A microcosm study on the impact of acidification on feeding, survival, nauplii production rate, post-embryonic development and nutritional composition of marine copepod

Ocean acidification is the ongoing decrease in the pH of the oceans, caused by their uptake of anthropogenic carbon dioxide from the atmosphere. Increased carbon dioxide (CO2) from the burning of fossil fuels and other human activities continues to affect our atmosphere, resulting in global warming and climate change. Less well known is that this carbon dioxide is altering the chemistry of the surface oceans and causing them to become more acidic. From scientists and marine resource managers to policy- and decision-makers, there is a growing concern that the process called ocean acidification could have significant consequences on marine organisms which may alter species composition, disrupt marine food webs and ecosystems and potentially damage fishing, tourism and other human activities connected to the seas.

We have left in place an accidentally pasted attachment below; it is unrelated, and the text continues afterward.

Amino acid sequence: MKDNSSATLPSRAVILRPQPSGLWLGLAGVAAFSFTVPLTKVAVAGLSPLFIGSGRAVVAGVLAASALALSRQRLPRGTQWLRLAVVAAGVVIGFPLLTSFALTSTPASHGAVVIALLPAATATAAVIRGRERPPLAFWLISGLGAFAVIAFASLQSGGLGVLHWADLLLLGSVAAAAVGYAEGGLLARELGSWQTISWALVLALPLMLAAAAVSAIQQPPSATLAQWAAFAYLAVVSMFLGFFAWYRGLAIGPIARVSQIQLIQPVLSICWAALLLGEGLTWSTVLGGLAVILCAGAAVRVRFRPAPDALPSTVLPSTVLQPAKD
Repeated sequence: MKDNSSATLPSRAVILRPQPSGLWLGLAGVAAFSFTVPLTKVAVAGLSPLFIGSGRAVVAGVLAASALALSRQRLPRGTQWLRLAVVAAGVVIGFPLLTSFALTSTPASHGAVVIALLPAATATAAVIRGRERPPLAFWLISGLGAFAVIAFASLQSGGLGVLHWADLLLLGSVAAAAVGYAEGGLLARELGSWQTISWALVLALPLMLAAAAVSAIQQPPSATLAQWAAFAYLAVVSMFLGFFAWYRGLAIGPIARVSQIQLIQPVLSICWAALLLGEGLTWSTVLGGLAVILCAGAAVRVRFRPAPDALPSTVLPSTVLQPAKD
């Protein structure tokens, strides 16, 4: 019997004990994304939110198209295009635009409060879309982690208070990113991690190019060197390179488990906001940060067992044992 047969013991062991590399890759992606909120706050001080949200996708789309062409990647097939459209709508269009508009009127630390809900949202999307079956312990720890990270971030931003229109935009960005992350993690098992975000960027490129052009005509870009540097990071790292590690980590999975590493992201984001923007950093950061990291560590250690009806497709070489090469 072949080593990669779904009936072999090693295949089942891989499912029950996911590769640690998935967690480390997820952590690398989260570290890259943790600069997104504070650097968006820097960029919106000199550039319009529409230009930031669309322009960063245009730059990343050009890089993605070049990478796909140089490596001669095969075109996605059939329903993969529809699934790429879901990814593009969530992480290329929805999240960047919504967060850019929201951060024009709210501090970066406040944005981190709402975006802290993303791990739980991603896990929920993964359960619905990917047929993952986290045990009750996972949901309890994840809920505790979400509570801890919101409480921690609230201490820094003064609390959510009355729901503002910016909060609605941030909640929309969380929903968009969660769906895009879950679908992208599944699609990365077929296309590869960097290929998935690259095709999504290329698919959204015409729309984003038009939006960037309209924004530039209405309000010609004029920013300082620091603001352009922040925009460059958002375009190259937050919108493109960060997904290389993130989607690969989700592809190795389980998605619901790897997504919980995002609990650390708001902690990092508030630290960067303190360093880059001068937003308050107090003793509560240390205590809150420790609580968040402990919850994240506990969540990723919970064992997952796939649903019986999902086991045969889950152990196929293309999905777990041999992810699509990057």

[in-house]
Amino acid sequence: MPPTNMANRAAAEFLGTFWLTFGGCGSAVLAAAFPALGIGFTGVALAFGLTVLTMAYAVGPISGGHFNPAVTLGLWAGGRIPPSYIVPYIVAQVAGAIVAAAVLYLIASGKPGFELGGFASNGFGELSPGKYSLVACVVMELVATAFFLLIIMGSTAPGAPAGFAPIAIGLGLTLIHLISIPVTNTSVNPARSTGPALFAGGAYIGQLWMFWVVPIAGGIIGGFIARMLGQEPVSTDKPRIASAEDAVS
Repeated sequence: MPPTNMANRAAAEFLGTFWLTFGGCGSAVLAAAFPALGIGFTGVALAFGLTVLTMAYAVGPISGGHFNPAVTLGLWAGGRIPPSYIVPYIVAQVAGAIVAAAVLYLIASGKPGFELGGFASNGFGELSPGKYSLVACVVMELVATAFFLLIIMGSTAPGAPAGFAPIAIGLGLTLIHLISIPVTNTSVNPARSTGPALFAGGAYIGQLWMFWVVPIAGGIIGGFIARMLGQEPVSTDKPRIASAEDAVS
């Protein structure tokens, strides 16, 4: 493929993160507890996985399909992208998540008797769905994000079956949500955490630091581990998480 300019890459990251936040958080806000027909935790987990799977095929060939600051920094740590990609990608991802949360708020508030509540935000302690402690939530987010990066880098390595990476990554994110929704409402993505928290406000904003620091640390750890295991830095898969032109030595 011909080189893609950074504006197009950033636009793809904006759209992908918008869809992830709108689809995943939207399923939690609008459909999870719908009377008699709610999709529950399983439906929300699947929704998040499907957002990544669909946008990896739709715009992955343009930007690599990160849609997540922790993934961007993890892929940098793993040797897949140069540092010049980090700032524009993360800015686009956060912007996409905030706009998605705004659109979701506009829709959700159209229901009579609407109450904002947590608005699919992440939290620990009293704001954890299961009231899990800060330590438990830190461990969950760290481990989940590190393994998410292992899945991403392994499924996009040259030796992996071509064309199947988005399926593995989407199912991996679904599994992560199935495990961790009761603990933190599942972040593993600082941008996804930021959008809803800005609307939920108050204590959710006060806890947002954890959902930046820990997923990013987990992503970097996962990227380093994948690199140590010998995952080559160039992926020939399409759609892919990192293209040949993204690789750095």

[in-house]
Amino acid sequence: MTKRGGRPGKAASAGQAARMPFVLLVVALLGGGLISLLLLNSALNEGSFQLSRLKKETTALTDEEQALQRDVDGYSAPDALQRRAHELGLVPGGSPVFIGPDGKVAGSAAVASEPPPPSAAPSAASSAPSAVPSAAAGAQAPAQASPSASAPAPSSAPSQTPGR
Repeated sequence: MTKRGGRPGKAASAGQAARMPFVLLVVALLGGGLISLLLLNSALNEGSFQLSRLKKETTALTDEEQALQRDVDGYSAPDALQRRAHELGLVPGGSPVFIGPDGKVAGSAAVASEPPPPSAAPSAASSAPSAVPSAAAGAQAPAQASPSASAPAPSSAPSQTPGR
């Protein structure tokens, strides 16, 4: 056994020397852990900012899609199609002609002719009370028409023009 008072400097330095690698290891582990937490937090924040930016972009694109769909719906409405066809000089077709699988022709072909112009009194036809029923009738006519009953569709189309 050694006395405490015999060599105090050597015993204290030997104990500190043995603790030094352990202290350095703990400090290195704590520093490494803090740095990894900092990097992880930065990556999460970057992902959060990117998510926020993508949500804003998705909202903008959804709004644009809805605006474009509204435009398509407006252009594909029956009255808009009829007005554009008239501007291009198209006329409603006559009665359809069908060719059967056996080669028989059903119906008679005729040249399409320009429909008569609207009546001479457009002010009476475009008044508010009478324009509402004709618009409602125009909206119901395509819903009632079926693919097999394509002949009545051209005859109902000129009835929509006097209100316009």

Jayalakshmi T. & Santhanam P., 2019. A microcosm study on the impact of acidification on feeding, survival, nauplii production rate, post-embryonic development and nutritional composition of marine copepod. In: Santhanam P., Begum A. & Pachiappan P. (Eds.), Basic and Applied Zooplankton Biology, pp. 395-428. Springer, Singapore. Chapter (restricted access).


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